Yes, the Bucs look good on paper again, but Tampa Bay should know all too well that how you look on paper doesn't mean anything. Last year, Pittsburgh safety Lee Flowers went as far as calling the Bucs "paper champions" after the Steelers dropped the Bucs to 2-3 on the season in dominating fashion.

"They talk so much, and they go to the Pro Bowl because they talk," Flowers said about the Buccaneers on October 21, 2001. "They ain't nothing but paper champions. That's all they are, and that's all they're ever going to be."

Despite their underachievements, some national publications are picking Tampa Bay to win the NFC South Division and some are even flirting with the idea of selecting the Buccaneers as the team that will represent the NFC in Super Bowl XXXVII. Some well-respected Internet sites such as Sportsline.com and CNNSI.com already have selected Tampa Bay as the team that had the No. 1 offseason of any team in the NFL.

While it might be tempting, don't look for too many writers to place Tampa Bay in Super Bowl XXXVII. Writers like Sports Illustrated's Dr. Z (Paul Zimmerman) feel betrayed by the Bucs. Dr. Z had picked the Bucs to reach the Super Bowl in two out of the past four seasons, and or course, neither of those predictions came to fruition. But then again, no one will confuse Dr. Z's prophecies with those of Nostradamus.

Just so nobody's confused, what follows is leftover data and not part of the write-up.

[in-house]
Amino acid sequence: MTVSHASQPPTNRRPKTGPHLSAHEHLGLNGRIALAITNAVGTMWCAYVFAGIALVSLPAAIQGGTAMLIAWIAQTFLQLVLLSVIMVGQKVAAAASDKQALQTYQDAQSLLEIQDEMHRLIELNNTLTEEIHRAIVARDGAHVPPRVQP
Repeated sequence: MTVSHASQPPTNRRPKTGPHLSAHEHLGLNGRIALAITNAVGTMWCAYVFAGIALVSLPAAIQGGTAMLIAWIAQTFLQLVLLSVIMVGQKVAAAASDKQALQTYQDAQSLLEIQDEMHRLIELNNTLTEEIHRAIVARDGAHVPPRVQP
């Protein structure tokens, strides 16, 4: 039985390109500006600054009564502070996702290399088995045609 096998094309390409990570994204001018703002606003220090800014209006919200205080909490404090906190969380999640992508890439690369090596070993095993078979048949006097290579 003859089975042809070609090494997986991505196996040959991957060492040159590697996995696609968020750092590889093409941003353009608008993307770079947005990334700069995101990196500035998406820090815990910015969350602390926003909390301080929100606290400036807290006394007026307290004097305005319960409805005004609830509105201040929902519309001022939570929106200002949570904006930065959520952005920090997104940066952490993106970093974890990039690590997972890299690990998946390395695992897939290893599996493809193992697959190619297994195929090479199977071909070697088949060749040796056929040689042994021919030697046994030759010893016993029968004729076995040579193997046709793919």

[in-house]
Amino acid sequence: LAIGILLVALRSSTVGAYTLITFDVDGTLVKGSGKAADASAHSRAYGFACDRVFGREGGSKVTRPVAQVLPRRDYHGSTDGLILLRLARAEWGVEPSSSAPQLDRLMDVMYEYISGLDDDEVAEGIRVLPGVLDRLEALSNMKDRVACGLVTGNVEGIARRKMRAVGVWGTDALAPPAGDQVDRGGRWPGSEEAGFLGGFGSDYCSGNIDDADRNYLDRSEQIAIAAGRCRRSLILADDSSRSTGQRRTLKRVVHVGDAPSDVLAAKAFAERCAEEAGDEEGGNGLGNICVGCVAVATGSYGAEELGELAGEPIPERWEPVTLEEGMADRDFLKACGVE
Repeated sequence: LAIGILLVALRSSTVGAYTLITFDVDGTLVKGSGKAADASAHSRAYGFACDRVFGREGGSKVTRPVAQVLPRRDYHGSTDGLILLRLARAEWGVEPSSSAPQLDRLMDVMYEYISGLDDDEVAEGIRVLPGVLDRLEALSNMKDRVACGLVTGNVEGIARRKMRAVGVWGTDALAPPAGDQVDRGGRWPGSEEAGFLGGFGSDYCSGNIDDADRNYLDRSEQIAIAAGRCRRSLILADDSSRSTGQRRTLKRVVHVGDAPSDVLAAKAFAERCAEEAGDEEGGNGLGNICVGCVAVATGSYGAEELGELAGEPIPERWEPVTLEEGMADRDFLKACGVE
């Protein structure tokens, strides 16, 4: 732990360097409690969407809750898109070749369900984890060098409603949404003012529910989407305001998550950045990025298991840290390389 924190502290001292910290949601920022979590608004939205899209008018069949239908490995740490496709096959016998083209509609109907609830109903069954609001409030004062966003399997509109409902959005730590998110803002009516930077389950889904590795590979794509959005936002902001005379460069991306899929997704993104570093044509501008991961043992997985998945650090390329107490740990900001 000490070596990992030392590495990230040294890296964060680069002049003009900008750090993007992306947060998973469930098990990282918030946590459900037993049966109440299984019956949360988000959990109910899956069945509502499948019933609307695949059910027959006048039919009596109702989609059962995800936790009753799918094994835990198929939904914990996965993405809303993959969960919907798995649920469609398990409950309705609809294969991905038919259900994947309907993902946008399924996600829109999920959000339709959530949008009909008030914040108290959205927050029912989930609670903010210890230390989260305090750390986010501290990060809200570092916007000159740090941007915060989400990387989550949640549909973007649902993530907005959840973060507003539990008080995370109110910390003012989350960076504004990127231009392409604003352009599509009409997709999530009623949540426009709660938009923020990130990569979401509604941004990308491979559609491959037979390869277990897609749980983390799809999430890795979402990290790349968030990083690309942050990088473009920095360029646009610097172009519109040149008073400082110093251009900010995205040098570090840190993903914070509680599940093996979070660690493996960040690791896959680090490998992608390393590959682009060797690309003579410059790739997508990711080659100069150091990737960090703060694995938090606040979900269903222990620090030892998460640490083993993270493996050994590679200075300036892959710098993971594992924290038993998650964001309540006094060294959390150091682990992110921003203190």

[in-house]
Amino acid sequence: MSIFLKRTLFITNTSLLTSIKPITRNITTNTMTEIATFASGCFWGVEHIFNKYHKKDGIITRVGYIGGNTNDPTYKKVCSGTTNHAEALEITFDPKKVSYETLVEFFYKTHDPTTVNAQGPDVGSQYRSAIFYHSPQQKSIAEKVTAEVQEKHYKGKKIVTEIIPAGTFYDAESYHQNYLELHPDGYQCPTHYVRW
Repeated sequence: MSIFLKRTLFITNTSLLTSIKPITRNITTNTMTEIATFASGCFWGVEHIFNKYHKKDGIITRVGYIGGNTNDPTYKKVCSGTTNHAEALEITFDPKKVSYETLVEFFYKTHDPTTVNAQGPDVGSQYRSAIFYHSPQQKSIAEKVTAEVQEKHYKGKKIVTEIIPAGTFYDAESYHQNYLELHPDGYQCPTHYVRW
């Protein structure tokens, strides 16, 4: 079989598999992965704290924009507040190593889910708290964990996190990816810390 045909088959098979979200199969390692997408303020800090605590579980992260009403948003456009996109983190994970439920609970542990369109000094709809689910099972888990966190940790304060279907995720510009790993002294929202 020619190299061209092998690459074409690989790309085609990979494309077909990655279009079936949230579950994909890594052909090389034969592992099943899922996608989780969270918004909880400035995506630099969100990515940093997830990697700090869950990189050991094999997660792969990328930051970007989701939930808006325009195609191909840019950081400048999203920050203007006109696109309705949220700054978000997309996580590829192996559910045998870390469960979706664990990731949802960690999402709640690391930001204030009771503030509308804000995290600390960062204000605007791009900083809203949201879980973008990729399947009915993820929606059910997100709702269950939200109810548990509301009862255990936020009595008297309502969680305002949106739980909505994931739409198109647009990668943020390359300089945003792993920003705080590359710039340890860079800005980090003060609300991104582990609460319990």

One would be hard pressed to find a team that had a better offseason than the Buccaneers and with Carolina and Atlanta in rebuilding phases and New Orleans' situation uncertain, winning the NFC South Division is a very realistic expectation for Tampa Bay. And of course, once a team secures a playoff spot, the Super Bowl is definitely within reach. Just ask the New England Patriots.

There's a rather interesting trend growing in the NFL in terms of teams that reach the Super Bowl. Teams with the most talented rosters are not necessarily the teams reaching the Super Bowl. Taking advantage of a favorable schedule and taking teams by surprise has been a formula for success for more teams than one might think. Since 1999, six of the eight Super Bowl participants did not reach the playoffs the year before their Super Bowl births. Take a look back at the last four Super Bowls. The teams in italic are the teams that had not reached the playoffs the year before reaching their respective Super Bowls.

Super Bowl XXXVI Patriots over Rams

Super Bowl XXXV Ravens over Giants

Super Bowl XXXIV Rams over Titans

Super Bowl XXXIII Broncos over Falcons

Of course, the Bucs, who have reached the playoffs four of the last five seasons, will not be able to use this formula for success.

Both the media and Tampa Bay fans should have learned by now that looking good on paper doesn't place teams in the Super Bowl.

That's not to say Tampa Bay doesn't have a talented team. But let's wait to see how the team comes together, how the offense comes together and how the team looks in training camp, preseason and even in the regular season before mentioning the Bucs and Super Bowl in the same breath.


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Copyright 2002 Pewter Report/PewterReport.com